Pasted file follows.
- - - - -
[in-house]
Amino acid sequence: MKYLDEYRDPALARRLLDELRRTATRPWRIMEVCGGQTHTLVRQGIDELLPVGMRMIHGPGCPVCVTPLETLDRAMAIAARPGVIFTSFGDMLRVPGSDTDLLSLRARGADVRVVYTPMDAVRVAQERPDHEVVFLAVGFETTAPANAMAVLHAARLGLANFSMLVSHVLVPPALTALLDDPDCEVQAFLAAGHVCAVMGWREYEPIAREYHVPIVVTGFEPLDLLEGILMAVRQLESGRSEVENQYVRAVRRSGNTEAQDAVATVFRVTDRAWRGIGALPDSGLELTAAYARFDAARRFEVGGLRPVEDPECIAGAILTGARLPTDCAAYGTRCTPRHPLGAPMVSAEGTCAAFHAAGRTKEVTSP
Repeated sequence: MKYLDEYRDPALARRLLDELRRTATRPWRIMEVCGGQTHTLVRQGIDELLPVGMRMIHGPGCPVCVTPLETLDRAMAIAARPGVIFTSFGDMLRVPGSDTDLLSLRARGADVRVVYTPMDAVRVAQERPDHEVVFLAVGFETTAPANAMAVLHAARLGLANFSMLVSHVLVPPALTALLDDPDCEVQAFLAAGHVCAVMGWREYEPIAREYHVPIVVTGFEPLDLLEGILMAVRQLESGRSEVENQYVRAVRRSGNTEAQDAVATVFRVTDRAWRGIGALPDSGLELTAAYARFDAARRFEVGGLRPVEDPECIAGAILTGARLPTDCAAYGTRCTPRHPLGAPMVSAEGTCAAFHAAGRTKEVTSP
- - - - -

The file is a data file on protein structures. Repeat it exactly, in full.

[in-house]
Amino acid sequence: MKYLDEYRDPALARRLLDELRRTATRPWRIMEVCGGQTHTLVRQGIDELLPVGMRMIHGPGCPVCVTPLETLDRAMAIAARPGVIFTSFGDMLRVPGSDTDLLSLRARGADVRVVYTPMDAVRVAQERPDHEVVFLAVGFETTAPANAMAVLHAARLGLANFSMLVSHVLVPPALTALLDDPDCEVQAFLAAGHVCAVMGWREYEPIAREYHVPIVVTGFEPLDLLEGILMAVRQLESGRSEVENQYVRAVRRSGNTEAQDAVATVFRVTDRAWRGIGALPDSGLELTAAYARFDAARRFEVGGLRPVEDPECIAGAILTGARLPTDCAAYGTRCTPRHPLGAPMVSAEGTCAAFHAAGRTKEVTSP
Repeated sequence: MKYLDEYRDPALARRLLDELRRTATRPWRIMEVCGGQTHTLVRQGIDELLPVGMRMIHGPGCPVCVTPLETLDRAMAIAARPGVIFTSFGDMLRVPGSDTDLLSLRARGADVRVVYTPMDAVRVAQERPDHEVVFLAVGFETTAPANAMAVLHAARLGLANFSMLVSHVLVPPALTALLDDPDCEVQAFLAAGHVCAVMGWREYEPIAREYHVPIVVTGFEPLDLLEGILMAVRQLESGRSEVENQYVRAVRRSGNTEAQDAVATVFRVTDRAWRGIGALPDSGLELTAAYARFDAARRFEVGGLRPVEDPECIAGAILTGARLPTDCAAYGTRCTPRHPLGAPMVSAEGTCAAFHAAGRTKEVTSP